“As always, Captain, your use of the Standard language is very exact and precise,” Vicky said, making no move to rise.
She locked eyes with the two captains for a long, hard minute. Then both of them turned and stalked toward the exit.
Vicky waited until they were gone before saying, “You heard the man. We have an hour to get out of here. Let’s start packing. We leave nothing behind.”
Her four minions were up and trotting without another word spoken. Mr. Smith continued eating.
“You coming?” Vicky asked.
“Ma’am, I packed my bag before I came down to talk with you. Give me ten minutes, and I’ll be across the quarterdeck. Now, my computer and yours are in the middle of a major upgrade. Unless you think you have to look over any of those four shoulders to make sure they get every little thing right, I suggest you stay seated here.”
Vicky stayed in her chair.
“Upgrade complete,” a pleasant male bass said. “I have a message for Her Grace, the Grand Duchess of Greenfeld.”
“Vicky will do just fine.”
“Vicky, you have a message coming in from Admiral Gort of Battle Cruiser Division 4. He has just jumped into the system and will be docking at High Chance station in twelve hours. He requests the pleasure of your company for a trip back to Greenfeld, if it pleases you.”
“Computer, who is Admiral Gort?”
“I don’t know, Vicky. When I was last synced to the Greenfeld database several months ago, there was a Captain Gort on the battlecruiser Stalker. That ship is now his flag, so I would assume he has been promoted since you were last at Greenfeld.”
“Sounds like a safe assumption,” Mr. Smith said.
There was still no way for Vicky to know if he had been sent to shepherd her home, or to see that she died “of natural causes” somewhere along the way. Still, unless she planned to walk home, she’d have to trust herself to some vagaries of fate. Her power base in the Navy seemed more dependable than the odds of her surviving a trip home on the average liner.
“Tell Admiral Gort that I will be happy for his support and protection on the trip back to Greenfeld.”
“I think you’ve just made a good decision,” Mr. Smith said before forking in a large bite of steak and potatoes.
“We’ll know in a week or two if I arrive at court still breathing rather than as a very lovely corpse.”
“Oh, you of little faith. Think of it as a game. Every breath you take is a win.”
“Are you sure you want to be so optimistic around me?” Vicky asked.
“It’s a whole lot more fun to live that way, Duchess, trust me.”
“Are our computers done?”
“Done enough for now.”
“Then I will go see how my team is doing.”
“And I will finish eating.”
Vicky left, wondering just how much her new best friend was going to be worth.
WITH an incoming battlecruiser division, Captain Drago relented on his one-hour deadline and agreed to let them stay until the Imperial fleet arrived and took Vicky off his hands.
Vicky put the time to good use. It turned out that Mr. Smith had a few extra grams of the same self-organizing matrix that Vicky had bought on Wardhaven to be the core of her new computer. While his computer did more things to upgrade Vicky’s computer, he added unique capabilities to the four personal computers of her minions.
In the end, none of them were as smart as Vicky’s computer, but they all could communicate on a tight beam with each other. Vicky had her own private net!
He also had a tiny wire headset that he half attached, half implanted on Vicky’s skull.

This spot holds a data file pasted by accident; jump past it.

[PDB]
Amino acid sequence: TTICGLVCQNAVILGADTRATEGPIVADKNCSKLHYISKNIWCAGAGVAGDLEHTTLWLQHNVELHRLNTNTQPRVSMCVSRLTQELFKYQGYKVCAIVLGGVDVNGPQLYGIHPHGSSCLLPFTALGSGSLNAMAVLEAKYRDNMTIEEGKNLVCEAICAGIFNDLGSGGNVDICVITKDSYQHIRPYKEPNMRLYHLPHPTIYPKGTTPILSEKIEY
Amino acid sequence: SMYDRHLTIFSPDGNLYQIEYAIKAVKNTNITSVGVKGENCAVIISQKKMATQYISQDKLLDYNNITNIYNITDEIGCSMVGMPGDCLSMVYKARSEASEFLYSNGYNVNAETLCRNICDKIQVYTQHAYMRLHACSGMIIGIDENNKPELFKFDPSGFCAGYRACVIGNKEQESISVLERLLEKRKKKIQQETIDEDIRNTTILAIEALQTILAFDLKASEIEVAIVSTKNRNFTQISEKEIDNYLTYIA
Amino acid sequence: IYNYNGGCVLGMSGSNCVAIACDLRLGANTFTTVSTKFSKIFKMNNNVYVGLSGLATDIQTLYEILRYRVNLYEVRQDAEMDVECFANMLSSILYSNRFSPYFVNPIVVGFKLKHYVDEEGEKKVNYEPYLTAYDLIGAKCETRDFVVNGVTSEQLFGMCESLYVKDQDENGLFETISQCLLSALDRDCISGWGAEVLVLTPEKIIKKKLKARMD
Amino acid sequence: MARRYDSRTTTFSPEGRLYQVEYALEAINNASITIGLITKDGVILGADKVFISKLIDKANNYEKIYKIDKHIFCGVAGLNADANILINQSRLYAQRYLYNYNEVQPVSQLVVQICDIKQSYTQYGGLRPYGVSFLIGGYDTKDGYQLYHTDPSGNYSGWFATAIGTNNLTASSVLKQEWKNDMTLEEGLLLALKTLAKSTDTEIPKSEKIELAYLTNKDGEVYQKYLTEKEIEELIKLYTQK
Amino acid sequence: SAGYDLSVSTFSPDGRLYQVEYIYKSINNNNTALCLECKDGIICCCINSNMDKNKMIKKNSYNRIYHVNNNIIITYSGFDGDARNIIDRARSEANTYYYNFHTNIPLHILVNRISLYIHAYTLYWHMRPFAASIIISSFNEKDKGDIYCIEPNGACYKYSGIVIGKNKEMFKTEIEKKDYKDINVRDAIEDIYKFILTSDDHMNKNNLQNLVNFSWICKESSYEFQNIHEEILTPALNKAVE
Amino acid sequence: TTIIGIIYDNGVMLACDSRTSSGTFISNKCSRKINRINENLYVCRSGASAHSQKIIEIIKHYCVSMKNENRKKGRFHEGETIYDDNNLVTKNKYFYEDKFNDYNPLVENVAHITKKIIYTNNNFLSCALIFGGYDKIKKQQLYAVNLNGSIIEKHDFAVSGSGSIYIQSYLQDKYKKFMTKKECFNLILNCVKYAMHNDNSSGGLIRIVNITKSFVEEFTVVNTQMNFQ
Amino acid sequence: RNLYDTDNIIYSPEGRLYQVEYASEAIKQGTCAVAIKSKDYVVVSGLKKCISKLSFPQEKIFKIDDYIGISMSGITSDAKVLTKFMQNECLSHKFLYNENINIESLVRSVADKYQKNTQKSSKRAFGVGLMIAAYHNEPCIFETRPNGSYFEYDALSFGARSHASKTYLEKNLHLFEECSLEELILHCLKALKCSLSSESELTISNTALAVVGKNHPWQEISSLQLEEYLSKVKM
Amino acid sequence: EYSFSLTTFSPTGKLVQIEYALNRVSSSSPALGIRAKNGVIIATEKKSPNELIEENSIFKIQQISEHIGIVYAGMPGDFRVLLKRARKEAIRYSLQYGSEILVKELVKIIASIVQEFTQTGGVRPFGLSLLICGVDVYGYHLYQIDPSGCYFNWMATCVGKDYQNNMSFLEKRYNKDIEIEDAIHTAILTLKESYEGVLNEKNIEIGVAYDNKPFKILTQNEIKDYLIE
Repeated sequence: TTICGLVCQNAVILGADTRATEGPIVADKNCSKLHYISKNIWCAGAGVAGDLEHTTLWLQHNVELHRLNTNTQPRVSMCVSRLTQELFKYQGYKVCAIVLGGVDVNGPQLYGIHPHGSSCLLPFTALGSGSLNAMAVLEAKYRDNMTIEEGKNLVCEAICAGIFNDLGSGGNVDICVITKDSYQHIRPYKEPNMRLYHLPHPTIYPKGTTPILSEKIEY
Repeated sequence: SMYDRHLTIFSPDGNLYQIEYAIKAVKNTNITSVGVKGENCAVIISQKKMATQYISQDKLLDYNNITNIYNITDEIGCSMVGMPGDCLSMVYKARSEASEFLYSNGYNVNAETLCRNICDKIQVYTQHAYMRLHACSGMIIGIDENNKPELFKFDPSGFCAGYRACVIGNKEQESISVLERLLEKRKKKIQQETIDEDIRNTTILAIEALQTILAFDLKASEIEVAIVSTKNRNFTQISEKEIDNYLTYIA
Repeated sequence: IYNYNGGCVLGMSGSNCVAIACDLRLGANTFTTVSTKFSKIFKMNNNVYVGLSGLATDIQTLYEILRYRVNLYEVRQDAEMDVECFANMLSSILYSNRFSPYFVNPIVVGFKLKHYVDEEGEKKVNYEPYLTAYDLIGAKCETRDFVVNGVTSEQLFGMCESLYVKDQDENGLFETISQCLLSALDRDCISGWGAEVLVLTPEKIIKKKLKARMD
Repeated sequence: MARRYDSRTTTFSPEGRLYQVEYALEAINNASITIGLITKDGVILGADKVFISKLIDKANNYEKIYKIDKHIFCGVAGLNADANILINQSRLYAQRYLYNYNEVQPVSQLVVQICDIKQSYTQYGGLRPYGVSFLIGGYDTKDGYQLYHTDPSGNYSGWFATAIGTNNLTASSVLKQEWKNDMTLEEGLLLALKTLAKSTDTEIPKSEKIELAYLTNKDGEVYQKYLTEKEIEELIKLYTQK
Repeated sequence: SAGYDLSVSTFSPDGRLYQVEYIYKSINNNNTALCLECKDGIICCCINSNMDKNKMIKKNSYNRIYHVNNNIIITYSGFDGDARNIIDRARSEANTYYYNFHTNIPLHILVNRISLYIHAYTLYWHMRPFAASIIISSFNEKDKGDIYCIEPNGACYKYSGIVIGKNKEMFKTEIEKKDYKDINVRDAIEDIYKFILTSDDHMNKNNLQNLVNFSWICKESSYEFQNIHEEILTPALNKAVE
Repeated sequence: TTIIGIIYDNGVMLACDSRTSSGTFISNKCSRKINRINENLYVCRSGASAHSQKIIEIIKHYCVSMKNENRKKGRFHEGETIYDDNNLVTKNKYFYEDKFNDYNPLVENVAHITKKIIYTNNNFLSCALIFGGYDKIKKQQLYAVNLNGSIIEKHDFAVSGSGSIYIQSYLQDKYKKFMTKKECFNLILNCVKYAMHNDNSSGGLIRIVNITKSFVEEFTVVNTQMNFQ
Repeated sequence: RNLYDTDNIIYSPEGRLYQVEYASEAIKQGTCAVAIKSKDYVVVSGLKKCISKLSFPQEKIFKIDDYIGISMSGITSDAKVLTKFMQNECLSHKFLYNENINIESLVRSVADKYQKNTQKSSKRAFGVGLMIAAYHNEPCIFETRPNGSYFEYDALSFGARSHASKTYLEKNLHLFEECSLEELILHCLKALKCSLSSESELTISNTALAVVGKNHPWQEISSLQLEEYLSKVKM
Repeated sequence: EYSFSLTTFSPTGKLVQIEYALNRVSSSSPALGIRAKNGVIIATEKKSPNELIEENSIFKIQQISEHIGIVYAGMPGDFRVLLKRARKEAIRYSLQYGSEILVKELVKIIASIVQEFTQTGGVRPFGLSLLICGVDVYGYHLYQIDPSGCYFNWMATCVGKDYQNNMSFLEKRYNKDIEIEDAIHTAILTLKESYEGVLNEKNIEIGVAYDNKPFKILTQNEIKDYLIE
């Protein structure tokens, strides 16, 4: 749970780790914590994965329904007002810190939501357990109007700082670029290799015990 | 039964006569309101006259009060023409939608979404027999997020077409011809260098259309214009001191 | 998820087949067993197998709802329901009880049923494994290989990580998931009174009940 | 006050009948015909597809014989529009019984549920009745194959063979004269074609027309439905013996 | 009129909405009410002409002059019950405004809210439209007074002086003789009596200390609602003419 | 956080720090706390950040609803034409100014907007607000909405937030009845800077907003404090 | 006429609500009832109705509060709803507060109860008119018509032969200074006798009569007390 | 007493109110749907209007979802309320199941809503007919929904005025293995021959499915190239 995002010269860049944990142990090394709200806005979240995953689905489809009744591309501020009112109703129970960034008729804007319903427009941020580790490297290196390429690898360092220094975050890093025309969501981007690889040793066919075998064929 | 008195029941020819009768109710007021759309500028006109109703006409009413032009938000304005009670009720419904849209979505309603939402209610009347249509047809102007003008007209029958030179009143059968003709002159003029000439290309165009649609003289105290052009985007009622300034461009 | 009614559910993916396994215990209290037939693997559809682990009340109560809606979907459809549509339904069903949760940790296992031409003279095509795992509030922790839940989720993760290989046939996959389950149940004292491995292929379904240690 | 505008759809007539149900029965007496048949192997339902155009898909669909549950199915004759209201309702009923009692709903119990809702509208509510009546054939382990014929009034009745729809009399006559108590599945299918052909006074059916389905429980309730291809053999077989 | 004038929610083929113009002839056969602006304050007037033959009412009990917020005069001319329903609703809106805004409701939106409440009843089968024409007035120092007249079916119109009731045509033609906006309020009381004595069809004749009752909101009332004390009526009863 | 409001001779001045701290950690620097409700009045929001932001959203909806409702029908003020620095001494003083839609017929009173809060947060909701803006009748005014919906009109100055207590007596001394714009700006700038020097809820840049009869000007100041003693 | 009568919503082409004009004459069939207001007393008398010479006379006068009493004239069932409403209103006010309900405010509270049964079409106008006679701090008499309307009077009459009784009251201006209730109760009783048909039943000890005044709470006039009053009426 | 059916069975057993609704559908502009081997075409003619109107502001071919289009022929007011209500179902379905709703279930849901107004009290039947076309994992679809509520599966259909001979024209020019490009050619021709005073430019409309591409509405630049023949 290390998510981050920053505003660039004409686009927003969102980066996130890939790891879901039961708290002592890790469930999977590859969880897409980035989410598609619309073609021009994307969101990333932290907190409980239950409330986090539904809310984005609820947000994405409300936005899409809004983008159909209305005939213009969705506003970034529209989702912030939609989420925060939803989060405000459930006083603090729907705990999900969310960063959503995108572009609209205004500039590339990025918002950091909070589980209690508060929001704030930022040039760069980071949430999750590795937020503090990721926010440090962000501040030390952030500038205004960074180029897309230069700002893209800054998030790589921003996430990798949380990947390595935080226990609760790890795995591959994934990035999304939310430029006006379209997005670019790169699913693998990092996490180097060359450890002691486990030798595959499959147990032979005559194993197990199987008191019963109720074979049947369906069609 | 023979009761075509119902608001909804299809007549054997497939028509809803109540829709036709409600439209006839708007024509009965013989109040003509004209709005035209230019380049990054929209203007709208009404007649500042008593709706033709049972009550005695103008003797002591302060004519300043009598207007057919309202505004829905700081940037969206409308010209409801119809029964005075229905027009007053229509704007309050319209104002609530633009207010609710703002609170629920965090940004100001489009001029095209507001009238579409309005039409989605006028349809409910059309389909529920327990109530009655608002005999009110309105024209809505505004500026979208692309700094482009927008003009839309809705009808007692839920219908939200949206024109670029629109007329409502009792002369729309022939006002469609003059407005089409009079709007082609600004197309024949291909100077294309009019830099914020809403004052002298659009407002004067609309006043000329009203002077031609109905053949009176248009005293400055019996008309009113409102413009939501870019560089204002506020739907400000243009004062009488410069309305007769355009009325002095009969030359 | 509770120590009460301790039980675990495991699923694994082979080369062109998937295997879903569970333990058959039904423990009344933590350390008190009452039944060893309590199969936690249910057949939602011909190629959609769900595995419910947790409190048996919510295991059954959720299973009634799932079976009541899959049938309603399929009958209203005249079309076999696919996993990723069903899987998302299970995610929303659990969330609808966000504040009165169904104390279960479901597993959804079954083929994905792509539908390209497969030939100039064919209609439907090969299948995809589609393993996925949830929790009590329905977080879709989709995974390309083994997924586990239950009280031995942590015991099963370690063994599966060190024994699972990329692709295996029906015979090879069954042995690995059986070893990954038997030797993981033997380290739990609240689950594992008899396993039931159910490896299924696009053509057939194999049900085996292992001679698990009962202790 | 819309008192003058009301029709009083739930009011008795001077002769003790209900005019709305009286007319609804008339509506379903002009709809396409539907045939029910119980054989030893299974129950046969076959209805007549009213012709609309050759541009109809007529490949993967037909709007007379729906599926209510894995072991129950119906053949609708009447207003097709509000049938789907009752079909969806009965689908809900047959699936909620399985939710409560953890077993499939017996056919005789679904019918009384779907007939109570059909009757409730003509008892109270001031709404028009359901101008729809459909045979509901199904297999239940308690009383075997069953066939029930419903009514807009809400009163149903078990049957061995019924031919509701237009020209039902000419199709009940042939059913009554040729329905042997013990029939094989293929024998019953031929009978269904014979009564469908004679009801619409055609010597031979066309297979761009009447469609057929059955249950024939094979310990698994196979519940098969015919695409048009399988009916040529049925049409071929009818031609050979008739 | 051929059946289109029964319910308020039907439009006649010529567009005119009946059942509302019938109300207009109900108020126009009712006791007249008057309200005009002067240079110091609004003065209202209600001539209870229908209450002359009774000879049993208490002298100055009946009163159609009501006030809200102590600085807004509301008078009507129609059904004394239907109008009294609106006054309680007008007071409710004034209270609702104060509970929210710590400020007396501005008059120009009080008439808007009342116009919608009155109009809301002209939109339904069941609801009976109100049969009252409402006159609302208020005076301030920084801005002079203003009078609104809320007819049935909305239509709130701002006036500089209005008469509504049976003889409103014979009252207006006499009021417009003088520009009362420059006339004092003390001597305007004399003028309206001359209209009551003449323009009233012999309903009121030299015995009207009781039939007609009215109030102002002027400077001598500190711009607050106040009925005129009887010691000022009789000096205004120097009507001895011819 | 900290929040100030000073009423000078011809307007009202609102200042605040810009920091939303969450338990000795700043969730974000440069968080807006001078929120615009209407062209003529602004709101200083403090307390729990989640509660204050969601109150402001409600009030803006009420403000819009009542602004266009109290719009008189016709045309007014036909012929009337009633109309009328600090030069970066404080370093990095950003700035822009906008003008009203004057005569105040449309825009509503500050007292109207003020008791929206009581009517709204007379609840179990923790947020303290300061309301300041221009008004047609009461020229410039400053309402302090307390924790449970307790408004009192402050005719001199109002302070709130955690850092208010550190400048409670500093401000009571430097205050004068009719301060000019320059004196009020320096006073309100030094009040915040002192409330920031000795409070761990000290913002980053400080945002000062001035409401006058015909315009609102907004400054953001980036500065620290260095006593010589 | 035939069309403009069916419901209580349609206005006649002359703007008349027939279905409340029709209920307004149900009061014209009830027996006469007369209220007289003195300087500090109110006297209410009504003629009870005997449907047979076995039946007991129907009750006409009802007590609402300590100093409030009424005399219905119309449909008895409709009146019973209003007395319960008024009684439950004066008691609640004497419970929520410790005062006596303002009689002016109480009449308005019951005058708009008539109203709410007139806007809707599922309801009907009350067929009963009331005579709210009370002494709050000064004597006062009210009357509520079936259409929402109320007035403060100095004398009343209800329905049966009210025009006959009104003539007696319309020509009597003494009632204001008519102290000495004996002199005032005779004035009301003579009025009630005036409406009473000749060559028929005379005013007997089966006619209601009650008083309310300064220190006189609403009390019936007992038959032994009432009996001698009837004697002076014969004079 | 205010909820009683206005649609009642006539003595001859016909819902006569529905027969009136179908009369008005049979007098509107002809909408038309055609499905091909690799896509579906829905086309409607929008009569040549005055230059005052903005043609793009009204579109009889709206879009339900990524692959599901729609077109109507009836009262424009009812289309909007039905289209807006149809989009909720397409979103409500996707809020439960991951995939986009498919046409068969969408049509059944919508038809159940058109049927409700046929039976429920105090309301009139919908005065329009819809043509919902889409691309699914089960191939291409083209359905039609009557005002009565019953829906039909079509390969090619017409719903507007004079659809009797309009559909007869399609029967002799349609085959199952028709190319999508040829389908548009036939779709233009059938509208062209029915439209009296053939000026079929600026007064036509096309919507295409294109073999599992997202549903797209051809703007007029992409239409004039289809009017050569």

NOW YOU CAN TALK TO ME WITHOUT HAVING TO SAY A WORD, formed in Vicky’s mind.
WE CAN TALK, AND NO ONE WILL KNOW WHAT WE’RE SAYING, Vicky thought back.
EXACTLY. YOU WON’T HAVE TO HOLLER FOR HELP, JUST THINK IT. SAME FOR ME. IF I SEE TROUBLE, YOU’LL KNOW BEFORE ANYONE CAN SHOUT IT.
JUST LIKE KRIS CAN DO. I COULD GET TO LIKE THIS.
ALL PART OF THE SERVICE FROM NEW BEST FRIENDS, INC.
YOU’VE MADE A GOOD START AT EARNING YOUR PAY. NOW, MAKE ALL THIS KEEP ME ALIVE.
THAT’S THE PLAN.
Vicky had other plans to think about while others packed.
What to wear?
She was returning to the Navy. The white dress she’d worn for the interview would be totally out of place among the more puritanical officers of the Imperial Navy. She chose a simple shipsuit, though of imperial purple, not the usual Greenfeld green. She subdued the imperial by wearing the proper shoulder tabs of a Navy lieutenant.
She was ready well before the twelve hours were up.
Right on time, Admiral Gort himself led an honor guard of two dozen Marines and several Sailors to Vicky’s room. The Sailors took over responsibility for hauling away her trunks and gear. Doc Maggie joined them at the last minute and added her few things to the collection of baggage going to the Stalker.
On the quarterdeck, Captain Drago himself was there to see her off.
“Good luck,” he told the admiral. “With her aboard, you’ll need it.”
“As I hear it, your own princess did a good job of making her own good luck. Is all your damage aft?” Gort asked with a snide grin.
“We must share a bottle of scotch when you’ve sailed with the Grand Duchess for three months,” Drago said dryly in reply.
The two exchanged salutes. The admiral saluted the flag aft, and then it was Vicky’s turn. She departed the Wasp as smartly as the admiral, and they marched, him at her side, for where his battlecruiser lay at the next pier.
Several newsies tried to jam mics in Vicky’s general direction, but the Marines moved swiftly enough to keep them at a distance, and if a few reporters got elbows in their guts, surely it was an accident.
Admiral Gort paid proper honors on his own quarterdeck, and Vicky did the same.
“Walk with me,” were the first words he exchanged with her.
She followed him to his in-port cabin. Only when the door closed behind him did he let his face show anything but bland, military neutrality.